Alyssa had professionals take her seriously before she herself did, pushing her to realize her potential in fashion magazines, “they were like, oh this is the stylist! and I was like, oh that’s me”. In 2013 she went to her first fashion week, having jumped at a Craigslist ad for a startup online magazine for beauty doing backstage reporting. Attending around 40 shows, it was there that she met Phillip Picardi, former chief content officer at Teen Vogue and told him she wanted to write for a real magazine. He later got back to her in search of a fashion writer and she began writing things like “90 Times Taylor Swift Wore a Crop Top”, before the publication’s 2017 restructuring around no longer doing print allowed her to come on staff as the full-time fashion editor. She is candid about the unstable nature of publishing, describing that having three different Editor in Chief’s during that time and wanting to diversify what she wrote about lead her to going freelance. At Teen Vogue and beyond, Alyssa often wrote pieces that educated consumers about hidden issues in the industry, providing insight into why retailer’s inventory levels contribute to landfills and how luxury brands tend to get a free pass when it comes to labor practices. Her ethics and sustainability reporting caught the eye of InStyle where she has now been since 2019.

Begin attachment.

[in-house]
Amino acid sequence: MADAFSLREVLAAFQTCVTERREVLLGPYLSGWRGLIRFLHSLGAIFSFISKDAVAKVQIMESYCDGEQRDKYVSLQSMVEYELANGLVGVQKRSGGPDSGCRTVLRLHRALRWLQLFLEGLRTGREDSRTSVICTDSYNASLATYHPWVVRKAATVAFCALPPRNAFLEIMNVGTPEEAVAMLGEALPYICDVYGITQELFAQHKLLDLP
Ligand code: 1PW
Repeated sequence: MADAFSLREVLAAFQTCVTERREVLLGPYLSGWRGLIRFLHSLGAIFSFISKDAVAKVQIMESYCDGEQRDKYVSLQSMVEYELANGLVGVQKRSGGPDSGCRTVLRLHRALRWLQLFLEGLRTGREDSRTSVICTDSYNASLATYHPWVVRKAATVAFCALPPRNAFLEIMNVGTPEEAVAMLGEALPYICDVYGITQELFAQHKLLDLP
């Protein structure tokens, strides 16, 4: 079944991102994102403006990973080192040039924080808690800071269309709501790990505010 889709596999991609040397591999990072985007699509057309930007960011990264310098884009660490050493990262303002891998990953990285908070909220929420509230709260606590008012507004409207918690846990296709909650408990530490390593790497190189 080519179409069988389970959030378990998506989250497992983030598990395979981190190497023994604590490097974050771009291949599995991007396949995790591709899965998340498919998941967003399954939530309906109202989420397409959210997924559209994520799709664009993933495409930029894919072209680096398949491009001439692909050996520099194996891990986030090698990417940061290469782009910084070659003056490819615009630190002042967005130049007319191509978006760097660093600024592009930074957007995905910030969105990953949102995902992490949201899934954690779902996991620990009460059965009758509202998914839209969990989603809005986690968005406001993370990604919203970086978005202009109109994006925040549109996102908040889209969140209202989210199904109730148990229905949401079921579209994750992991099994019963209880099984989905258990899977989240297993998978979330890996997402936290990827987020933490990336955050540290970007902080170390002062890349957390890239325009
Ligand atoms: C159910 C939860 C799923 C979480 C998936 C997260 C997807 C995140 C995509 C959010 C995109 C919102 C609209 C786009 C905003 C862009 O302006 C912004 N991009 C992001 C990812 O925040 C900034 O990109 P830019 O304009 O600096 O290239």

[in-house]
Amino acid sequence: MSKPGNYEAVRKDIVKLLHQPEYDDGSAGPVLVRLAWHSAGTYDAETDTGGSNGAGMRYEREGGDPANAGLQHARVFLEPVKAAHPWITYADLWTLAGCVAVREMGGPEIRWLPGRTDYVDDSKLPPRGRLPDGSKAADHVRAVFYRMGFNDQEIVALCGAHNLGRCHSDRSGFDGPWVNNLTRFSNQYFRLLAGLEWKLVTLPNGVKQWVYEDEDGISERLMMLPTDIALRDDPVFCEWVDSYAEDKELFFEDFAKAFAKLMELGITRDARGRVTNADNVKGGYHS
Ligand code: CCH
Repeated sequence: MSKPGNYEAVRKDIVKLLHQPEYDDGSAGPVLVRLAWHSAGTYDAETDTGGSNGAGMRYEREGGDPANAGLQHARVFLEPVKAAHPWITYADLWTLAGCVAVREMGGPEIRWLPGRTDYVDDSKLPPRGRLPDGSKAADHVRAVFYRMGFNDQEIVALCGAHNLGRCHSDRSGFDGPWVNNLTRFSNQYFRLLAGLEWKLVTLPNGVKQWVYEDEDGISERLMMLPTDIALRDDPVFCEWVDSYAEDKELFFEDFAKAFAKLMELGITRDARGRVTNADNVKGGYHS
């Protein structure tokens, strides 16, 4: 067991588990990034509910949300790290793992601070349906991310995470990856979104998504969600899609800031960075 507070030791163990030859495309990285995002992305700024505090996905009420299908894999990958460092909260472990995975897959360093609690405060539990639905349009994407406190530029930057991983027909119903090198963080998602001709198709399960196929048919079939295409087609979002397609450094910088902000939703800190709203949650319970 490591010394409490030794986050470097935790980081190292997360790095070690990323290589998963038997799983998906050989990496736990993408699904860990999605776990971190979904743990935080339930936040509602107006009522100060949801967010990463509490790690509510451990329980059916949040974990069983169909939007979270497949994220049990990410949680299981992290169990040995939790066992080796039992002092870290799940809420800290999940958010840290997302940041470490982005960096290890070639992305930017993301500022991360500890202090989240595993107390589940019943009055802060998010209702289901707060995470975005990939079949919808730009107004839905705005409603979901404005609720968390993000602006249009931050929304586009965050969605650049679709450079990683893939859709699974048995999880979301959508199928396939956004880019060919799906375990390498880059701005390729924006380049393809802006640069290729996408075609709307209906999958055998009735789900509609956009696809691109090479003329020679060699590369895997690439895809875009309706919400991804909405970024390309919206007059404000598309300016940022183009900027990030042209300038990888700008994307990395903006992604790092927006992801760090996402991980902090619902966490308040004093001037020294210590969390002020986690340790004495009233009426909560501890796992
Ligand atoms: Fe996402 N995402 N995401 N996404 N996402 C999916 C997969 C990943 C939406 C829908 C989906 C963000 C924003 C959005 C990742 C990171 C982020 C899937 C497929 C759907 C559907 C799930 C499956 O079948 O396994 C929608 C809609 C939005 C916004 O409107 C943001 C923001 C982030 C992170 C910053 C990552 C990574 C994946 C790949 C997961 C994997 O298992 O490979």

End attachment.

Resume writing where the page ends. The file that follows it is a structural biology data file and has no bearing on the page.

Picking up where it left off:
Over the years, her conscious perspective has shifted around topics that are often excluded from the ethical fashion conversation, “the most important thing used to be accessibility, I understand why someone would buy things at a certain price point, or a lot of time fast fashion companies would be the only ones offering extended sizing or adaptive clothing”. For someone like Alyssa who is passionate about fashion that is good to the environment and the people that make it, balancing a love of clothes and having to sell them through a magazine means having no fake objectivity, “I feel that if I’m going to work at a place that's gonna tell you, oh you need to go buy this H&M dress, I also need to tell you that a woman was just murdered at a factory by her boss that was probably making that very H&M dress” she says frankly. Garment workers in developing countries are paid well below a living wage and work in horrendously unsafe conditions. In 2013, a factory in Bangladesh making clothes for the biggest global fashion brands collapsed and killed 1,134 people.